The UK has many different soil types and depending on where you live, the soil type will affect fence post installation differently. It should not impact the lifespan of the fence post, as long as they are treated correctly and provided with a long lifetime guarantee such as our 25 year Jakcure® guarantee.

Can wooden fence posts be installed in clay?

Yes, our fence posts can be installed in clay. We have been manufacturing our high quality fencing since 1947. Throughout the years our products have been installed into all UK soil and ground types. It is not usually the ground type that causes fence failure, it’s more down to the installation.  It is important that the manufacturers’ installation instructions are followed correctly with the correct drainage added at the bottom of the fence post hole and post fixing mix bevelled away from the post at ground level. Ensuring the hole sides are nice and straight will also help.

can you install a fence post in clay

Does the soil type impact the fence install?

Whether you are installing the posts yourself or using a fence installer, the soil in your area will impact how you install a fence post and the time it will take to dig and set the posts.

Some soils may be harder to dig into which will increase the amount of time it takes to install. That’s why fence installation quotes may vary from location to location as they must factor in time on site.

Some soil types may be free draining and more compact, meaning that less post fixing mix or concrete will be required compared to a boggy peat soil.

Installing fence posts in different soil and ground types

Common ground and soil types

Chalk Soil

Coastal areas are most likely to have chalky soils. Chalky soils are difficult to dig into as hitting solid chunks of chalk can take a lot of time to break through. Rocks can be broken up using a post hole digging bar. In soils with heavy chalk concentrations, you may require mechanical support in the form of an outdoor auger drill. 

However, the hard work will pay off as chalk will provide good levels of support for the fence and the ground around the concrete that will hold the post in place.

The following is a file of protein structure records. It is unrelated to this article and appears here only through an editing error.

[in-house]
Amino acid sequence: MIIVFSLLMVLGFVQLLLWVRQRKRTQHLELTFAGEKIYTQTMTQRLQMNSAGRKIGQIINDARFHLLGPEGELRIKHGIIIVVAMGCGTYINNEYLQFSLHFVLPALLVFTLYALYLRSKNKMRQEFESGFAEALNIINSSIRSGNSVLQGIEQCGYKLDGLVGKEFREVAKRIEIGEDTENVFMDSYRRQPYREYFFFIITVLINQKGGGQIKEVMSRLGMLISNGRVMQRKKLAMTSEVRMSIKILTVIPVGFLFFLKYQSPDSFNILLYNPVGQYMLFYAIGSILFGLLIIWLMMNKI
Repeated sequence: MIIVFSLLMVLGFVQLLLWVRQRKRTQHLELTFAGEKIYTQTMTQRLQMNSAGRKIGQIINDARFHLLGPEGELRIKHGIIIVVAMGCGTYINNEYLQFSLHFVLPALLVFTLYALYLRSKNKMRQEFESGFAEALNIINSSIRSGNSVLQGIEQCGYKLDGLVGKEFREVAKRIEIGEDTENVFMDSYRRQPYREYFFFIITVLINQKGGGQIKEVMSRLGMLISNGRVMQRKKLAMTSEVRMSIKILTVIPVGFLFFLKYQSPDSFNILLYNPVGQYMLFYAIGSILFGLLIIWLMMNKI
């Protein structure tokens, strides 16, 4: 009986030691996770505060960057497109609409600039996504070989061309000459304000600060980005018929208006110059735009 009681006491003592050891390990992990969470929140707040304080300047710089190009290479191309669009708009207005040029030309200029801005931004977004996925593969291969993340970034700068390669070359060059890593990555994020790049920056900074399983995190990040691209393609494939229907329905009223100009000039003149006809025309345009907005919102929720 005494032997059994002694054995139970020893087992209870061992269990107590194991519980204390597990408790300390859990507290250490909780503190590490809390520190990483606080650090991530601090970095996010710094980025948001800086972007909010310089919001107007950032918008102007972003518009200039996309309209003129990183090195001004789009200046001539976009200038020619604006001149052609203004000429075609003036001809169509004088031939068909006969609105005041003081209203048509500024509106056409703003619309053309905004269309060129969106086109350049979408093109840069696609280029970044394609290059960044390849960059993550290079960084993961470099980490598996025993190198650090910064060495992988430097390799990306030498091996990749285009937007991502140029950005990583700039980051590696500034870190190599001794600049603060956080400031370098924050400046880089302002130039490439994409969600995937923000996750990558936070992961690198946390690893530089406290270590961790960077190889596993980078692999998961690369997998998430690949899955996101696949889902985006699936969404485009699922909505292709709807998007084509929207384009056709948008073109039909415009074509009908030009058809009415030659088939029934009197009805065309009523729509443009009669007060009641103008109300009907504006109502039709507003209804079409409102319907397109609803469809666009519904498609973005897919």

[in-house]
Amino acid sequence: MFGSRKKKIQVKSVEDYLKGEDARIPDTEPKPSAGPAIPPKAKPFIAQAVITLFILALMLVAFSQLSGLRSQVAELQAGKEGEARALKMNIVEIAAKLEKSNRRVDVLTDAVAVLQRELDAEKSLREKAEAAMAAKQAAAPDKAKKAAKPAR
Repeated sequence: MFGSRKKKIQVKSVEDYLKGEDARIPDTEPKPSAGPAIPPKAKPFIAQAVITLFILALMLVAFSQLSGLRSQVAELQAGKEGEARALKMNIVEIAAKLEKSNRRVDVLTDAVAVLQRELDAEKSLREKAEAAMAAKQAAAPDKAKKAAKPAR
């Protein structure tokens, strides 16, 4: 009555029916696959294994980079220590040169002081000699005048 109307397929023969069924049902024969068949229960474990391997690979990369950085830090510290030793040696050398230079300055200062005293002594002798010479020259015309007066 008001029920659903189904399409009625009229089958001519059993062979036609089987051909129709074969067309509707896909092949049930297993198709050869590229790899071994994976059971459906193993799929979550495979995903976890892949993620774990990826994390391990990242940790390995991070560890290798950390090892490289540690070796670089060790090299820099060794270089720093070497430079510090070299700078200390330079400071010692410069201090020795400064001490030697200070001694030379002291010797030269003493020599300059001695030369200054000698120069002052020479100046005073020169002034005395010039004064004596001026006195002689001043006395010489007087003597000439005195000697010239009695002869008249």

Loamy or silt soil

Loamy soils are a gardener's best friend and easy to work with for fence installers. It keeps its structure when dried but its natural softness may have an impact on the support it offers when wet. Therefore, it’s always best to go for a slightly larger footing, and to try to keep the hole sides straight. More post fixing mix or concrete may be required to adequately support the post.

Clay Soil

Clay can be both dense and hard to work with, especially when dry. Dry clay can feel like you are digging concrete. During summer months after prolonged periods of no rain, clay is the hardest to dig. Wetter months when the clay is moistened slightly will make digging easier. 

Clay soils may have problems with drainage so it’s important to leave a good amount of gravel or ballast at the base of fence posts. This will ensure the base of the post does not sit in water. The post fixing mix at ground level should slope away from the post to ensure rainwater runs away from the post as well. 

Clay is generally strong and will support the fence post well throughout its life.

Sandy Soil

Sandy soil is known to cause issues when digging. It is usually easy to dig but it doesn’t stick to itself like other soil types, and this makes digging a hole with nice straight sides tricky. A trick is to dampen the soil before starting and throughout digging.

When setting a fence post in sandy ground or soil, it is important that the fence or gate has adequate support. More post fixing mix or concrete may be required than other ground conditions.

Soil with gravel, rocks or lots of flint

Rocks and flint can be found in many soil types and can make digging especially difficult, as you will keep hitting pieces of rock or flint. A digging bar can be used but this can be very labour intensive. However, once installed the surrounding flint and rocks will help provide extra stability for the fence posts. 

what soil can I install fence posts in

Learn how to install a fence post

We have detailed instructions on how to install a fence post. You can read them here or watch our YouTube video.